According to our research, about 10% of respondents to a text blast will respond with some indication of interest. An additional 5% will respond to express lack of interest, or to unsubscribe. Nearly 95% of these responses come within the same day the text blast is sent out.
That means that in one day, a site can pre-qualify 15% of their database for interest level and hone in on the 10% of patients most interested in the trial, leaving 85% of the database for additional outreach. It's by far the most efficient, highest-yield form of outreach.
In this post, I will describe what a text blast is, how we came up with these metrics, and why sites should incorporate text blasts into their patient recruitment strategies.
What is a text blast?
A text blast is a mass text sent to a pre-filtered list of respondents, similar to an email blast. A text message is capped at 160 characters, and often invites a response from the recipient by instructing them to enter a word or set of numbers in response.
Our CRIO recruiting module has built-in text blast capability. The user can simply filter their database based on target criteria (eg, age, indication, medications, etc.); type in a text message, then send the text blast right away, or schedule it for a later date/time.
A sample text message may look like this:
We have a migraine study. You must be 18+ and have a 3 month history. Text YES if you'd like us to call you, NO if not, and STOP to unsubscribe.
This text message is within the character limit (144 characters), simple to read, to the point, with a clear call to action.
Our system will automatically recognize "YES", "NO" and "STOP" responses, and integrate those responses into the recruitment campaign. YES responders are tagged as "Interested", "NO responders as "Not Interested", and "STOP" responders as "DO NOT TEXT". All DO NOT TEXT patients are removed from future text blasts.
Our system will also track text metrics, including how many people were reached, how many responded YES, or some other response, how many responded NO and how many responded STOP.
How do text blasts perform in patient recruitment?
We reviewed a sampling of text blasts performed by sites, and we found that 6-14% of text blast recipients responded with a YES or some other text response (other than NO or STOP), indicating potential interest. On average, we saw a 9.4% positive response rate.
Somewhere between 2-7% responded NO or STOP; the average was 5.0%. Thus, 14.4% responded one way or another.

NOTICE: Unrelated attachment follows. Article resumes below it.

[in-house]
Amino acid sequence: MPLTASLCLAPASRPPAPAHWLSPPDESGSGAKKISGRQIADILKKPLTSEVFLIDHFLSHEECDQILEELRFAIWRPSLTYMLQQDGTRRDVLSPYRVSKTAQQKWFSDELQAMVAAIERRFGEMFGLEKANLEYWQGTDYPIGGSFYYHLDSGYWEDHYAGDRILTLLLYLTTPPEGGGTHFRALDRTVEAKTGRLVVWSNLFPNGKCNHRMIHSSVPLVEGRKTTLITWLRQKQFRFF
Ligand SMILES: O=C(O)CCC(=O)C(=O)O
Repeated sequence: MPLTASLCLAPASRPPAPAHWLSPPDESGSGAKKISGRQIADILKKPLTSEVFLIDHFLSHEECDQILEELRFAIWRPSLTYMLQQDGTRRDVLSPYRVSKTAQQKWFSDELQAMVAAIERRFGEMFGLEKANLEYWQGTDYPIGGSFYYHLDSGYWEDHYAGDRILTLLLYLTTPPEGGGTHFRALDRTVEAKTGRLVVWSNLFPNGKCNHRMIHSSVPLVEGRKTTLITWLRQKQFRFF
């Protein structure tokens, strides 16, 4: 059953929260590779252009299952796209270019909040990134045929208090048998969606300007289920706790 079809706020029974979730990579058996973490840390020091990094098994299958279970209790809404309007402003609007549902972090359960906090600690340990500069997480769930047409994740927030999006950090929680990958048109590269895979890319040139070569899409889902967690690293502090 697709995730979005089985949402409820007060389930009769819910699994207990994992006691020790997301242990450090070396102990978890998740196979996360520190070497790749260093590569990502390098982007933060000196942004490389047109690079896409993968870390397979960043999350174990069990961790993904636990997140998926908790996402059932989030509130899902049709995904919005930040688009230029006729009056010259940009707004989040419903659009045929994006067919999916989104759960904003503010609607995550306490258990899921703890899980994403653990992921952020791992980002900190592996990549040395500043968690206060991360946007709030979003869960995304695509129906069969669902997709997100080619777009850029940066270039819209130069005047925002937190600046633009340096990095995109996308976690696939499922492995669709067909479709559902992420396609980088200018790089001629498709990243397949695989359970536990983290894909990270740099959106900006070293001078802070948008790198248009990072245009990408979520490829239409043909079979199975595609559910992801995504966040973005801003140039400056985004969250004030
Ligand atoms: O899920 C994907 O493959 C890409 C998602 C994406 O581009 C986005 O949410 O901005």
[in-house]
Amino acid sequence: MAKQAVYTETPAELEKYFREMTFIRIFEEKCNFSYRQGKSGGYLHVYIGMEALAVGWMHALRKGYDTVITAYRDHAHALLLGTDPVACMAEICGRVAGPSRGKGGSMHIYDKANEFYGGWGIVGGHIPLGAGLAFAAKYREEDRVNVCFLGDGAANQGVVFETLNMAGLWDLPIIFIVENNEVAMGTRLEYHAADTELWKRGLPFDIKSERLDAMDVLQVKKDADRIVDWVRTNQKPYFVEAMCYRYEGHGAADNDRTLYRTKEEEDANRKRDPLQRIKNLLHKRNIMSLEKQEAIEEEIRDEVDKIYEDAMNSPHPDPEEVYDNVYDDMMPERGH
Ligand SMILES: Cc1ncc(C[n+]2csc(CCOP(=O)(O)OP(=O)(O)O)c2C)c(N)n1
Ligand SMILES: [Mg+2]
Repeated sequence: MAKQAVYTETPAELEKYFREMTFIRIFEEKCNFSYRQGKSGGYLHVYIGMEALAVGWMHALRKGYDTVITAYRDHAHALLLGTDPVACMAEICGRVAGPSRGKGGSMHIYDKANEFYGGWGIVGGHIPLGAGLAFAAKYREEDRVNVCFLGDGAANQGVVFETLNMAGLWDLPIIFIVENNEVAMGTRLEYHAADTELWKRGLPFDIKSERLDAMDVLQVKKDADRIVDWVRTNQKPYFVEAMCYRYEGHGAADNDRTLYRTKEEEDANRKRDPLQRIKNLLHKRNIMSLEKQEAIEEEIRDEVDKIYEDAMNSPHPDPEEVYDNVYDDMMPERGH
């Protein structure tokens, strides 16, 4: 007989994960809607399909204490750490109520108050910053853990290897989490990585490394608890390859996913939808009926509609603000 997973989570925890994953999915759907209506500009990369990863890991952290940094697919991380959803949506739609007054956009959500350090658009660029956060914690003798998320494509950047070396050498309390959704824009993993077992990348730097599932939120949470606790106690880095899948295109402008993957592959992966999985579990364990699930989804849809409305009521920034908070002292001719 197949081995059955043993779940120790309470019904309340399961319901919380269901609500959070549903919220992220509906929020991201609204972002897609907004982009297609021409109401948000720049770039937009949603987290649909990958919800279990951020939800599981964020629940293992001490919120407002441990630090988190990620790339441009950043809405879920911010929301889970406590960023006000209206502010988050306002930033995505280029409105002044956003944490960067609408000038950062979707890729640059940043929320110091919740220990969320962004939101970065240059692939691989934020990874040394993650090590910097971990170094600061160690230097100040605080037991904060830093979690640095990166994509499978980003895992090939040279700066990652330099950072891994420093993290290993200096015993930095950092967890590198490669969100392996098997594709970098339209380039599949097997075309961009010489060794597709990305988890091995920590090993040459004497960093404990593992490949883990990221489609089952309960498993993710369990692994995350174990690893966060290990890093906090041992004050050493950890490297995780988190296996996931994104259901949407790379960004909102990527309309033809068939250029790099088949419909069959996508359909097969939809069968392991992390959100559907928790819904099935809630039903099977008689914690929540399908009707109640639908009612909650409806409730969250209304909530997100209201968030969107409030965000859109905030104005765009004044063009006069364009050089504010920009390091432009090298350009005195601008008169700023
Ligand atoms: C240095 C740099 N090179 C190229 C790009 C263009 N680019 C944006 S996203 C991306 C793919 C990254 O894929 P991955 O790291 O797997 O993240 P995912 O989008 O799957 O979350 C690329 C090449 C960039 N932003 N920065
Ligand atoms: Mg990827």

Furthermore, the vast majority of these responses were immediate. 76% of text responses were within 1 hour of the send; 93% within 4 hours; and 96% by end of next day. That means that a site will get this feedback almost instantaneously.
Response rates can vary even more. For instance, we noticed that a generic "now recruiting for x, y and more indications" type message can earn 15-20% positive response rates.
Conversely, a text message targeted to a specific indication, but not sent to a list pre-filtered for that indication (eg, a study for female UTI to all females 18-60) gets a 1-3% response rate.
How clinical research sites should adopt text blasts in their patient recruitment strategy
Text Blast Best Practices
Text messages are incredibly efficient ways of reaching clinical trial patients. With just a few minutes of work, within one hour, the clinical trial site can surface nearly 10% of their target database that is interested in learning more. By contrast, email blasts often generate a lower percent, usually in the low single digits.
The best strategy is for a research site to send out a text blast at the outset of the enrollment period, on a day when they are appropriately staffed to handle the volume. For instance, if the target list is 500, the site could expect 50 patients to express interest. The site should be prepared to make 50 outbound calls that day. If they can't handle that volume, they are better off splitting up the text blast over several days, or even weeks, to process the volume.
With an early text blast, a site can book patients quickly. This immediately creates a favorable impression with the sponsor and gives the site early experience with the protocol's eligibility process. After the text blast, the site can focus their efforts on the remaining 85% of their database through a calling campaign, a second text blast, an email campaign, or some combination.
As we learn more, we'll update our findings. For instance, we don't know yet what day of the week, or what time of day works best, or what types of messages get higher response rates. As our dataset gets bigger, we'll investigate and publish new text blast best practices.
Bottom line: Text blasts should be part of every site's recruiting toolkit, and native text blast capability is something to look for when shopping for a CTMS system.
Raymond Nomizu is a Harvard-trained lawyer and former clinical trial site owner; during the operation of his site, he realized that there should be a better software solution for clinical trials. This prompted him to co-found Clinical Research IO, whose eSource and CTMS solutions are now considered some of the best in the industry. Read more about us here.